Welcome to our weekly round-up of rumours, rumblings and half-facts. And Finally is the home of everything that isn't quite an announcement or launch in wearables. All those juicy tidbits that sound amazing because, you know, they might not be real.
Read on for a definitive round up of the less credible stories of the week.
Inspired by the London Marathon?
A big one in the fitness calendar, marathon runners took to the streets of London today - all manner of different shapes, sizes, fitness levels and interest in wearable tech. If you're inspired by the miles and miles and miles they've been running, check out our tips and tricks to run a smarter marathon guide as well as how to use your running watch to earn your marathon PB.
Also check out our best GPS running watches round-up and our running hub page full of tips and tricks for using your sports watch to be a better runner.
Real Google Maps coming to Android Wear
We're pretty excited about some of the new features coming to Android Wear including Wi-Fi support, gestures and always-on apps. But it seems lots of people missed a clue in Google's gif as to what's next. It showed what looks like a full smartwatch version of Google Maps as opposed to the limited navigation on there at the moment.
We could also expect to see pop up notifications in a future update. The feature wasn't detailed at all in the blog post but we imagine it means alerts that run over other apps.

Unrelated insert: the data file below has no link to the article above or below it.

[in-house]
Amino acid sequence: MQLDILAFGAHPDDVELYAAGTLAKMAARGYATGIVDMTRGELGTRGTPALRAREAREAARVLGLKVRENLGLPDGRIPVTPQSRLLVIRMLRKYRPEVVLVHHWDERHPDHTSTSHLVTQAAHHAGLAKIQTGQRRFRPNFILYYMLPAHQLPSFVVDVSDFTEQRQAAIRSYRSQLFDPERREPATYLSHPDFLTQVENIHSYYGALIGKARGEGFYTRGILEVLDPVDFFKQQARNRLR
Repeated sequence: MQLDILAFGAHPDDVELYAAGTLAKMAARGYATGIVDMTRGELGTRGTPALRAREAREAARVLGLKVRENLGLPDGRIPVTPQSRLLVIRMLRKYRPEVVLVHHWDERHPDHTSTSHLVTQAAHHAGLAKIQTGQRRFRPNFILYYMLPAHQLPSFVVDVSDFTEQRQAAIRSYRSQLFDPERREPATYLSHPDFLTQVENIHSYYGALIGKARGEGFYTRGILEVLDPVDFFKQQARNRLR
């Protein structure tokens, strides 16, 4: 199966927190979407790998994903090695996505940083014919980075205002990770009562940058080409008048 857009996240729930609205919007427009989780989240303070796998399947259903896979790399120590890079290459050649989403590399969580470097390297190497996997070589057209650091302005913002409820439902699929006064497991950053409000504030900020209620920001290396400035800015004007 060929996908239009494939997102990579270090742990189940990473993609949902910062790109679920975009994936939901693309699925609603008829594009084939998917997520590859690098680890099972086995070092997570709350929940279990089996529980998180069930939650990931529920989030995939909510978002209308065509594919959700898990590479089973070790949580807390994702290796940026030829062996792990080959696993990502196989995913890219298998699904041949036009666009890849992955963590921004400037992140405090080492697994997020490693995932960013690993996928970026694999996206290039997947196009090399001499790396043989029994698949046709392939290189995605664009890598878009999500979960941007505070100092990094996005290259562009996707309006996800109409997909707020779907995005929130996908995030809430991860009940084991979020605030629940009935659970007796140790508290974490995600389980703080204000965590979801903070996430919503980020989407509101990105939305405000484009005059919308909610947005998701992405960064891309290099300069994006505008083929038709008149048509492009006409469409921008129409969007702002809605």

As we discussed earlier this week, the update means that Android Wear watches are no longer all equal. Some don't have Wi-Fi built-in including the LG G Watch, G Watch R and Asus ZenWatch.
Apple Watch has a tiny battery
Big new Apple device, big old iFixit teardown. The team who have taken apart and inspected your favourite smartphones are at it again to find out all the specs and components Apple forgot to mention.
That includes the fact that the Apple Watch runs on a 205mAh battery, around half of the LG G Watch R's battery. Now we know that the Watch needs nightly charging and the G Watch R can reach a day and a half or two days but it's not as straightforward as that. As with the iPhones, Apple will have optimised its hardware and software to eke out as many hours as possible out of the Watch's battery.
Check back for our in-depth Apple Watch review to find out how the battery life stacks up long term.
Apple Watch Edition returns inspected
As teased before the launch, new details have emerged about the process of returning an 18-karat gold Apple Watch Edition. 9to5Mac has published a document sent to Apple Store staff on the stringent guidelines, after all these are watches that can cost up to $17,000.
Floor staff will inspect the smartwatch visually to check for cracks and damage. Then a Genius bar employee will inspect it with a microscope and gold weighing scales to ensure no gold has been removed. The standard 14 day Apple return timeframe still applies.